By Patricia Zengerle
WASHINGTON (Reuters) – The U.S. Senate Foreign Relations Committee voted Thursday 12-9 to approve President Donald Trump‘s nominee for ambassador to Israel, David Friedman, an outspoken bankruptcy lawyer aligned with the Israeli right.
The vote was largely along party lines, in contrast to strong bipartisan support for previous ambassadors to Israel. Democratic Senator Robert Menendez joined the committee’s 11 Republicans in backing Friedman, despite concerns about his temperament.
Friedman, who has no diplomatic experience, is an old friend of Trump who worked for the New York businessman as a bankruptcy attorney.
In addition to investing in settlements on land claimed by the Palestinians, Friedman favors moving the US embassy to Jerusalem. Many American allies strongly oppose the relocation because both Israel and the Palestinians claim the city as their capital.
Trump’s selection of Friedman reflects his policy shift toward Israel after years of friction between former President Barack Obama and Israeli leader Benjamin Netanyahu. Unlike Obama, Trump has wavered in America’s commitment to a two-state solution, long one of the foundations of Washington’s Middle East policy, and has backed the relocation of the embassy.
Friedman is also known for using inflammatory language against those with whom he has political disagreements. Democrats said their approach could put security at risk.
“The region is incredibly volatile. The last thing we need in this position is someone with a penchant for exaggerated, hyperbolic and even false statements,” said Democratic Senator Tim Kaine.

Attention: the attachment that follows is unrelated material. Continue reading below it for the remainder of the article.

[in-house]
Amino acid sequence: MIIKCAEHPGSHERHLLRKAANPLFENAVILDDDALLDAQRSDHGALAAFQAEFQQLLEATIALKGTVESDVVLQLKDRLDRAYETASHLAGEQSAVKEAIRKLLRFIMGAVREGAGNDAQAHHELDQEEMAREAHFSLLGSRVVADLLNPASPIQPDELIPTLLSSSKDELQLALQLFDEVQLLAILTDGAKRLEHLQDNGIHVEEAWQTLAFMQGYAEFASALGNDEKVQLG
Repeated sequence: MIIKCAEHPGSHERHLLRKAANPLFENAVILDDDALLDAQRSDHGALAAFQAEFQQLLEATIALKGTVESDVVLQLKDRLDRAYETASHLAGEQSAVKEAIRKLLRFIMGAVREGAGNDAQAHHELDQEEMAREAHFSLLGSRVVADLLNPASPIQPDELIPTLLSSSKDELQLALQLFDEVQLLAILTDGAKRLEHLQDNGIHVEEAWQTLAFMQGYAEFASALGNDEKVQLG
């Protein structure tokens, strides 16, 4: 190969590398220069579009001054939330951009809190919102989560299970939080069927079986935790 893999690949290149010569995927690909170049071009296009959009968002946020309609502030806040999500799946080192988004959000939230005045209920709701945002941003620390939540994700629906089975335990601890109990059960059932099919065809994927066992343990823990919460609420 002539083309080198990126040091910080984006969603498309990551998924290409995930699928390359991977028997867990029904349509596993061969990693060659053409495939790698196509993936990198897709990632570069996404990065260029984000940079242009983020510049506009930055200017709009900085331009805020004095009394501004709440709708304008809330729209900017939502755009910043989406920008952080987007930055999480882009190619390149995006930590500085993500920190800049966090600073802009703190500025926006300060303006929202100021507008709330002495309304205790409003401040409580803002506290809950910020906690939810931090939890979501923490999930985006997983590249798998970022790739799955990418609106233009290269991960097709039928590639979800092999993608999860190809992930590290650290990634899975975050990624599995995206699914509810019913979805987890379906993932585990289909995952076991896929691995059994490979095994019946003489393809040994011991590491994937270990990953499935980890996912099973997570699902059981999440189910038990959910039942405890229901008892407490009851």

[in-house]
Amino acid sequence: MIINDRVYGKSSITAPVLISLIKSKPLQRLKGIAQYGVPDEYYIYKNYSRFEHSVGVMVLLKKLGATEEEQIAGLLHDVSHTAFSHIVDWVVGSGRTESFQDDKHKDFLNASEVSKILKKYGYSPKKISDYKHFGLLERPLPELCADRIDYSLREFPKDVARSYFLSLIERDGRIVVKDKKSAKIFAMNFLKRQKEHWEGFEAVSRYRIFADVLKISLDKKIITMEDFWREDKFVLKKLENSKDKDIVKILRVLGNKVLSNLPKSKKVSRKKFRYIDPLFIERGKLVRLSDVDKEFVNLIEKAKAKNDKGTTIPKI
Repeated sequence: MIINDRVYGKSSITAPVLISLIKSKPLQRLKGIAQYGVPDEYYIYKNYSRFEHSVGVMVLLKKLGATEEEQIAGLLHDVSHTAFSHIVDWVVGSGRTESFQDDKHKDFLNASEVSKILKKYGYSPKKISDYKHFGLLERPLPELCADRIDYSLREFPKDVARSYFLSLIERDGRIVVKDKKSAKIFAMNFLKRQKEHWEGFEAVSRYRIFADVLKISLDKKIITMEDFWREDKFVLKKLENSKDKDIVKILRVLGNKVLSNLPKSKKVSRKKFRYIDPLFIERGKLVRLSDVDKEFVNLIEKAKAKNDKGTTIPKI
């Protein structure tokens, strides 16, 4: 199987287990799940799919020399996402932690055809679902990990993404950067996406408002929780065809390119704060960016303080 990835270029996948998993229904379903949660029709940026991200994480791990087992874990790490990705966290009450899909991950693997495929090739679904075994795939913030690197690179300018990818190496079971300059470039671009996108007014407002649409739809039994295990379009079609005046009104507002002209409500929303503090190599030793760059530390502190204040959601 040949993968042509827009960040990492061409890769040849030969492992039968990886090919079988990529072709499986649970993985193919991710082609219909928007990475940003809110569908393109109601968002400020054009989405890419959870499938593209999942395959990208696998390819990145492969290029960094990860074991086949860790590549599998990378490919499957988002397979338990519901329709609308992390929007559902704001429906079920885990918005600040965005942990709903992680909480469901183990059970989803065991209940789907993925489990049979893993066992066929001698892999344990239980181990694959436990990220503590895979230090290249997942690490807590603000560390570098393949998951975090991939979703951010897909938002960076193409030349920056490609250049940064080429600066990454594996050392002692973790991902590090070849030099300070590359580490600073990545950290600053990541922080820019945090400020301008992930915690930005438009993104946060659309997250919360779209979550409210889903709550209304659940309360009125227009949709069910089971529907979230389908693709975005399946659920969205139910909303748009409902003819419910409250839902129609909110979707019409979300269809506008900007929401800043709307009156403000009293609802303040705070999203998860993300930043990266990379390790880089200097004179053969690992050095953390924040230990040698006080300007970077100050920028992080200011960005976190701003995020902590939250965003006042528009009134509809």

Friedman has called Obama anti-Semitic and dismissed the liberal-leaning pro-Israel group J Street as “much worse than the kapos,” a reference to Jews who worked for the Nazis in World War II concentration camps.
J Street and the Jewish Reform Movement are among the groups opposed to Friedman’s nomination.
Friedman was interrupted during his controversial confirmation hearing in February. Then he said he regretted the use of that language.
Senator Ben Cardin, the committee’s highest-ranking Democrat, said Friedman was also problematic because he does not explicitly endorse a two-state solution for Middle East peace.
Friedman will next be considered by the full Senate, where Trump’s fellow Republicans control a small majority. It is expected to be confirmed despite continued Democratic opposition.
Republican Senator Bob Corker, chairman of the Foreign Relations Committee, praised Friedman as a “passionate defender” of strong ties between the United States and Israel.
“He understands the complexity of the issues at stake for the United States and the need to support a democratic ally in an important and unstable part of the world,” Corker said.
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